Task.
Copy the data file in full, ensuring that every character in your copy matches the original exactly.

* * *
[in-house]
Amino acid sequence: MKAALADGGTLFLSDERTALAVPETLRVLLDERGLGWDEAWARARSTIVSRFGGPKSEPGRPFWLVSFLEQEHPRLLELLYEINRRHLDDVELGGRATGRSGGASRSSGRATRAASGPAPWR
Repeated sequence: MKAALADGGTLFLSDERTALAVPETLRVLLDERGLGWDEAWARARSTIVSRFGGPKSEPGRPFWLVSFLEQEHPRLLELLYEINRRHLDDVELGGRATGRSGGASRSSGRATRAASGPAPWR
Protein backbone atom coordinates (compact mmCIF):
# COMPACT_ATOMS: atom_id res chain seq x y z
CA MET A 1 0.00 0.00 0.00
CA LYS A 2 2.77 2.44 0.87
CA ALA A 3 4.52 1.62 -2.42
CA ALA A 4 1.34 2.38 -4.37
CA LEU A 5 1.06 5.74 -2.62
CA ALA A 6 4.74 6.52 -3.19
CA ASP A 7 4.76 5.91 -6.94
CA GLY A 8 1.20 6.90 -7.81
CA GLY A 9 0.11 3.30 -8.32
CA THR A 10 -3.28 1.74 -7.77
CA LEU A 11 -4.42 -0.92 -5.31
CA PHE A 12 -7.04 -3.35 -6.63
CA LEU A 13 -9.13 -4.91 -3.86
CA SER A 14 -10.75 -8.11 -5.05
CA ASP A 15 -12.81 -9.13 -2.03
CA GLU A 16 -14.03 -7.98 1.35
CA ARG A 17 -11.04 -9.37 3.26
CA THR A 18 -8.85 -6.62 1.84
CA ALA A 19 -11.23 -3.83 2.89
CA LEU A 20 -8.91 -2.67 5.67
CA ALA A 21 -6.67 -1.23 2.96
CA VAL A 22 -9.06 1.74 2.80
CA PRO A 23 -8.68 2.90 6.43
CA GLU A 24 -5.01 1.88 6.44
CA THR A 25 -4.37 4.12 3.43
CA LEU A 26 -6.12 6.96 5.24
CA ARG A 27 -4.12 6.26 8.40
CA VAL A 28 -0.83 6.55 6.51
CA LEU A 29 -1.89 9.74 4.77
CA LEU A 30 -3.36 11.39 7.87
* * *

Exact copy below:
[in-house]
Amino acid sequence: MKAALADGGTLFLSDERTALAVPETLRVLLDERGLGWDEAWARARSTIVSRFGGPKSEPGRPFWLVSFLEQEHPRLLELLYEINRRHLDDVELGGRATGRSGGASRSSGRATRAASGPAPWR
Repeated sequence: MKAALADGGTLFLSDERTALAVPETLRVLLDERGLGWDEAWARARSTIVSRFGGPKSEPGRPFWLVSFLEQEHPRLLELLYEINRRHLDDVELGGRATGRSGGASRSSGRATRAASGPAPWR
Protein backbone atom coordinates (compact mmCIF):
# COMPACT_ATOMS: atom_id res chain seq x y z
CA MET A 1 0.00 0.00 0.00
CA LYS A 2 2.77 2.44 0.87
CA ALA A 3 4.52 1.62 -2.42
CA ALA A 4 1.34 2.38 -4.37
CA LEU A 5 1.06 5.74 -2.62
CA ALA A 6 4.74 6.52 -3.19
CA ASP A 7 4.76 5.91 -6.94
CA GLY A 8 1.20 6.90 -7.81
CA GLY A 9 0.11 3.30 -8.32
CA THR A 10 -3.28 1.74 -7.77
CA LEU A 11 -4.42 -0.92 -5.31
CA PHE A 12 -7.04 -3.35 -6.63
CA LEU A 13 -9.13 -4.91 -3.86
CA SER A 14 -10.75 -8.11 -5.05
CA ASP A 15 -12.81 -9.13 -2.03
CA GLU A 16 -14.03 -7.98 1.35
CA ARG A 17 -11.04 -9.37 3.26
CA THR A 18 -8.85 -6.62 1.84
CA ALA A 19 -11.23 -3.83 2.89
CA LEU A 20 -8.91 -2.67 5.67
CA ALA A 21 -6.67 -1.23 2.96
CA VAL A 22 -9.06 1.74 2.80
CA PRO A 23 -8.68 2.90 6.43
CA GLU A 24 -5.01 1.88 6.44
CA THR A 25 -4.37 4.12 3.43
CA LEU A 26 -6.12 6.96 5.24
CA ARG A 27 -4.12 6.26 8.40
CA VAL A 28 -0.83 6.55 6.51
CA LEU A 29 -1.89 9.74 4.77
CA LEU A 30 -3.36 11.39 7.87